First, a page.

NSA collects 5 billion cell location records a day, Snowden leaks say

NSA collects 5 billion cell location records a day, Snowden leaks say

Summary: New leaks showing the scale of the U.S. government's cell location tracking efforts include how the NSA can track an individual's movements.

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TOPICS: Security
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(Image: Washington Post)

The U.S. National Security Agency is gathering close to 5 billion records a day on cellular devices around the world, allowing the agency to track individual's movements.

New documents leaked by former U.S. government contractor Edward Snowden lift the veil on the U.S.' location tracking for the first time.

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NSA mass surveillance leaks: Timeline of events to date

NSA mass surveillance leaks: Timeline of events to date

Updating timeline coverage from ZDNet, CNET, and CBS News of the NSA's mass surveillance leaks.

First reported by The Washington Post on Wednesday, the records flow into a vast database that can store the location of "at least hundreds of millions of devices," according to the documents. 

While the secret intelligence agency does not intend to target Americans' location by default, the Post reports that a substantial amount of domestic data is "incidentally" recorded. This, according to other documents, stems from a legal term that describes in possible and foreseeable, but not deliberate data collection. Such data is also collected on tens of millions Americans who travel abroad with their devices each year.

The data is then processed by a secret program, dubbed CO-TRAVELER, is a powerful analytics tool that allows the net of suspects to be widened by connecting known targets with new unknown associates. The program tracks hundreds of millions of people worldwide, including the hospitals they visit and the location of business meetings, the Post reports.

Exactly how this occurs on a technical level is relatively unknown. Ten major signals intelligence "designators" around the world allow the mass data collection. In one example, previously outed program STORMBREW relies on two unnamed corporate partners, dubbed ARTIFICE and WOLFPOINT, which house the NSA's interception equipment.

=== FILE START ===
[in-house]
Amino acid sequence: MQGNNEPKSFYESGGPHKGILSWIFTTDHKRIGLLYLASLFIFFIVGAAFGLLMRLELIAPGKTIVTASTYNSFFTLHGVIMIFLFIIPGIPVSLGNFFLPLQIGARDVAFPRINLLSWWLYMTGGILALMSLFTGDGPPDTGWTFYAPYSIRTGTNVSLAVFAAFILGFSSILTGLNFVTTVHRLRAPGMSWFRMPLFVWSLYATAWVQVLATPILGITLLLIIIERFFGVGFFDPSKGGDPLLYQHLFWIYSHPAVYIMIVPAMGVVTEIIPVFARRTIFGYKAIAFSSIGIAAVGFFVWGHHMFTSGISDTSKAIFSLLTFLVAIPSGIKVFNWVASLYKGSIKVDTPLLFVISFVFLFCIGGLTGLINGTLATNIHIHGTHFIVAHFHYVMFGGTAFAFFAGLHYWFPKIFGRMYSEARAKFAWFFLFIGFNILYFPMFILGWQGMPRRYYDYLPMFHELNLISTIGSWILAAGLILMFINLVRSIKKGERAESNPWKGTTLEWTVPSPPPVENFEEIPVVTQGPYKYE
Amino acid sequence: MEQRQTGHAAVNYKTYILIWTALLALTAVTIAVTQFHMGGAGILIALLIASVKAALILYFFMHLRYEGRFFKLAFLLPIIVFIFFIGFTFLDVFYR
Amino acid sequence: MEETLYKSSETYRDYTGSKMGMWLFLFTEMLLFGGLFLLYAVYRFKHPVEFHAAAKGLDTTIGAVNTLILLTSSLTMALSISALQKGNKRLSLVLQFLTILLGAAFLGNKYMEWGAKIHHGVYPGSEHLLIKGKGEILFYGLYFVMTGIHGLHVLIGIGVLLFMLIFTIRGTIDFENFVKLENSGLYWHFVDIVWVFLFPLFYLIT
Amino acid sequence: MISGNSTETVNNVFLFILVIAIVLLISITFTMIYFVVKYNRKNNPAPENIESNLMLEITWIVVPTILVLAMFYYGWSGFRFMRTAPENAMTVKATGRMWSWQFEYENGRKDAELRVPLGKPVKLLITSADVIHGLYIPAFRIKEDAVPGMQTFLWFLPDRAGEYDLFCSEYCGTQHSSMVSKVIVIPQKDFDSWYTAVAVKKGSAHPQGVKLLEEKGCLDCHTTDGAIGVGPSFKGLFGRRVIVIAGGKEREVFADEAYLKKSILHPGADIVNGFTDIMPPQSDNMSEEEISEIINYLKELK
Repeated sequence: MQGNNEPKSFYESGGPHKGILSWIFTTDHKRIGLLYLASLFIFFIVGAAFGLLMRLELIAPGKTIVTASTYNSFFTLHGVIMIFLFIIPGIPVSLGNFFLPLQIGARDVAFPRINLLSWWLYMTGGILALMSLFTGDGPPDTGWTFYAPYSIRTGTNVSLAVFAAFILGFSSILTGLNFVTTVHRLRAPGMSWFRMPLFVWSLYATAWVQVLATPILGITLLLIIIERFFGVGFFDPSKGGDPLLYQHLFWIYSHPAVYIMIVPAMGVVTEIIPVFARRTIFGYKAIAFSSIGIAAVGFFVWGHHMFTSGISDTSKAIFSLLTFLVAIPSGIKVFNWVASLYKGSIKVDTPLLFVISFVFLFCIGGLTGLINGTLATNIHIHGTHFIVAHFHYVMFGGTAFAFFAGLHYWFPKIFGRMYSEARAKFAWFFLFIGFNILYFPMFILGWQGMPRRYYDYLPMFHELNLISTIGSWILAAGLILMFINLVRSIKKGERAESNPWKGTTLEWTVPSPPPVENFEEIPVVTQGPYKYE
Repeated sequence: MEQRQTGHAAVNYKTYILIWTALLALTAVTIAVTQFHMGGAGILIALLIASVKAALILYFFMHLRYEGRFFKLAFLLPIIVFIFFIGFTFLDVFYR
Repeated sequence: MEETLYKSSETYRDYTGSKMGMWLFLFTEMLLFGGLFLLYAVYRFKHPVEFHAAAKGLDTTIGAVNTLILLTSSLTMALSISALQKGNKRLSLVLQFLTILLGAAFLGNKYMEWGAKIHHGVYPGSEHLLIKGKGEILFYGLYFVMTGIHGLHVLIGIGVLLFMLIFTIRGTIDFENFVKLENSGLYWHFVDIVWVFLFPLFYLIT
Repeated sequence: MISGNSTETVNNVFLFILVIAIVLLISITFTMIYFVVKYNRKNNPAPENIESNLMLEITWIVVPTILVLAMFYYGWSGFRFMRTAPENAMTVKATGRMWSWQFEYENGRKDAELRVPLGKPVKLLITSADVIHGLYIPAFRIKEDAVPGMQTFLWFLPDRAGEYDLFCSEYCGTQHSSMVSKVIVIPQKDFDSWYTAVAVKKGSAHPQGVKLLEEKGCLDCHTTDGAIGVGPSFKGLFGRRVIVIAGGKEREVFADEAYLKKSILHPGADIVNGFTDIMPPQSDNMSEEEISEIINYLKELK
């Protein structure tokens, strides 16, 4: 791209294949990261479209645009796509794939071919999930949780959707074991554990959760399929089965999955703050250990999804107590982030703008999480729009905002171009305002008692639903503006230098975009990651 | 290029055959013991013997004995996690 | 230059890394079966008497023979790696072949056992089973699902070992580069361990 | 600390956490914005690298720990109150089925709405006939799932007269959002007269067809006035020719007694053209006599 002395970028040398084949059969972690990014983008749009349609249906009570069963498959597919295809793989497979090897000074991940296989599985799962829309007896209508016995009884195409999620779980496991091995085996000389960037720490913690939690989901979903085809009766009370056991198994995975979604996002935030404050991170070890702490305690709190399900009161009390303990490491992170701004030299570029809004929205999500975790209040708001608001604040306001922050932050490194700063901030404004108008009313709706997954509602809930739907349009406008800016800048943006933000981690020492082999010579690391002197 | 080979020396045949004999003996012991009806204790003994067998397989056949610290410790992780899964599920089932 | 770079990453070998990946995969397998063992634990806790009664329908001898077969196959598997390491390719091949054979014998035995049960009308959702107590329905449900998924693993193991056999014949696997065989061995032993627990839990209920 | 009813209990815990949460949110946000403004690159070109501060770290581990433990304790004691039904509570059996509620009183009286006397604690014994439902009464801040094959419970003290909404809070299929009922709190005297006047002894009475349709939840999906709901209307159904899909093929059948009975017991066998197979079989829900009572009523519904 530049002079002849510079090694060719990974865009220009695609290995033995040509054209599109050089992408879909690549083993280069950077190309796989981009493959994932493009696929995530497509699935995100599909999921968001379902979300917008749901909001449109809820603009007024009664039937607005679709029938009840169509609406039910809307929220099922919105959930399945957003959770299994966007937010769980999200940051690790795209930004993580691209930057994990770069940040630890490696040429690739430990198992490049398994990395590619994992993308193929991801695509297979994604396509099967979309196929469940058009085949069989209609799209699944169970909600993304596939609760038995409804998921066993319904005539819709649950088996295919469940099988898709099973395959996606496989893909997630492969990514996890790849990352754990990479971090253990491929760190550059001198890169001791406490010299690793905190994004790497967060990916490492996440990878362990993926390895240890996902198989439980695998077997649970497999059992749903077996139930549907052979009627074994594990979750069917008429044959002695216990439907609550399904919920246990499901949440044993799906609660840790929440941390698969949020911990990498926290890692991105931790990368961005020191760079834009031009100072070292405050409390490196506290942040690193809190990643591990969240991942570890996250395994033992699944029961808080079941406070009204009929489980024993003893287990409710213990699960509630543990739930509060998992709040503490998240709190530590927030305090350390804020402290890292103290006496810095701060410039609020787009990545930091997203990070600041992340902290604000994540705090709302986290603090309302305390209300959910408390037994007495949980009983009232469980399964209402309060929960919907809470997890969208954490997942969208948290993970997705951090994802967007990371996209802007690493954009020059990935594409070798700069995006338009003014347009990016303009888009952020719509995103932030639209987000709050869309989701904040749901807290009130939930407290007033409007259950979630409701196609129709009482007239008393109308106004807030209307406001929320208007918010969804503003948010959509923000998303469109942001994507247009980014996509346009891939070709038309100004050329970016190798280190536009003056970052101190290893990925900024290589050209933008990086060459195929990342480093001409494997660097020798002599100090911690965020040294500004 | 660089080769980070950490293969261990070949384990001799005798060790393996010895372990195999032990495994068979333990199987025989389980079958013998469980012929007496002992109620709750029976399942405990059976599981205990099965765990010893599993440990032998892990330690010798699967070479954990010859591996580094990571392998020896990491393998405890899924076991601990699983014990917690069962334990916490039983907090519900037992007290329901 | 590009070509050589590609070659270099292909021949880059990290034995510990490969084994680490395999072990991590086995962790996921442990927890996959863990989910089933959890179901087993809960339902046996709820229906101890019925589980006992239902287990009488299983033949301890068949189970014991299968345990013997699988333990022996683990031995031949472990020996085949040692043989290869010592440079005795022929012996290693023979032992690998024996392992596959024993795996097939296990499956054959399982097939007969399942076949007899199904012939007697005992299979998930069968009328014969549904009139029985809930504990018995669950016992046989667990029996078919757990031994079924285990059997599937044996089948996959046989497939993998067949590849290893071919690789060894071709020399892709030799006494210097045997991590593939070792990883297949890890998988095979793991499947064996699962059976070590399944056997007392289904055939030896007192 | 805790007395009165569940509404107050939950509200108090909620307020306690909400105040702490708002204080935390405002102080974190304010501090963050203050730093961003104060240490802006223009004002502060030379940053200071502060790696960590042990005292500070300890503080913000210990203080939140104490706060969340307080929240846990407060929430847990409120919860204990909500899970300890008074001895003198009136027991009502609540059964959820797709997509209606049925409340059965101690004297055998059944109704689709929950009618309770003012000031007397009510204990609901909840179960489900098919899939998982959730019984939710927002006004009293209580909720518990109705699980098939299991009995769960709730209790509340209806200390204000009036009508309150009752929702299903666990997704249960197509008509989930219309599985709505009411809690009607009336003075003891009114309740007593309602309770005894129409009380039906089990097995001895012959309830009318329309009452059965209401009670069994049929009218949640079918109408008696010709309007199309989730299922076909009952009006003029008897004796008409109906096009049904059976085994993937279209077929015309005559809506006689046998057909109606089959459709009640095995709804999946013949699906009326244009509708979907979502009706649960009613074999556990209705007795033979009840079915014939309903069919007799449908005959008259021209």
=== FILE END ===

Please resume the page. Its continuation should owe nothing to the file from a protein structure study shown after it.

STORMBREW collects data from 27 telephone links that includes tower identifiers, which can be used to trace and triangulate where a cell device, such as a cellphone, smartphone, or tablet, is located on a map.

The NSA is understood to keep about 1 percent of the records — some 27 terabytes, according to the documents — but it's enough for other internal NSA reports to concern the agency with its inability to "ingest, process and store" data.

Topic: Security

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  • It's worse than what Orwell predicted

    Five billion movements a day?

    There are only 5 billion people on planet earth.

    The NSA is basically watching everybody's movements. All the time. Every time your cellphone moves from one tower to the next, the NSA is watching you.

    Why didn't they let the people of the United States know that this is what they are going to do? Why are they afraid that everyone will find out what they're doing?
    Vbitrate
    • So they don't get fired!

      The answer to "Why didn't they let the people of the United States know that this is what they are going to do? Why are they afraid that everyone will find out what they're doing?" is easy.

      The NSA know it's wrong.
      They know if it was anyone else but them it would be illegal.
      They know it's against the fundamental rights of every citizen of a democracy on earth!

      They are too scared for the citizens to find out because the US taxpayer funds their operations, and the same democratic process that allowed the NSA to be setup can just as easily dismantle the whole organisation.

      All you need is enough politicians to use dismantling the NSA as a platform agenda, and it's gone.

      Having said that those same politicians will just call it something different, adjust the scope, adjust the funding, maybe lose a few people from the team, and there you go: the NSA is back up and running again.
      jjcoolaus
  • How easily they can track?

    With the s..tstorm of white noise x billions they would be lucky to track their butts... don't forget, these sheeple are not the sharpest needles in the haystack complex...
    btone-c5d11
    • They'll get a Five-Eyed monster to track you

      What people forget is that the Five-Eyed-Monster nations exchange surveillance data.

      They each track each other's populations, in order to sidestep laws that stop them tracking their own populations. Then they share the personal profiles with each other.

      Even a 'dumb phone' or $10 'feature phone' will be tracked by triangulation between three transmission cells, which will give them a pretty good idea of where you have traveled, and the patterns of your movements over time.
      Vbitrate
  • how to defend against the NSA

    Just generate masses of bogus data - the only defense we still have is to generate tons of rubbish that's undecodable.
    Mutley Dastardly
    • No need.

      There is no system conceivable that would not already have them chase after loads of bogus leads with this amount of data. Only problem is that those bogus leads are innocent people...
      hydroxide
    • Key

      This is key. Bogus data is made to look really important and the real data is made to look harmless. No matter how deep the spying, the cryptography is what makes the difference. So, in essence, the amount of spying they do is meaningless in the big picture. The question is how well they can untangle and interpret the data. Good luck.
      at0m1k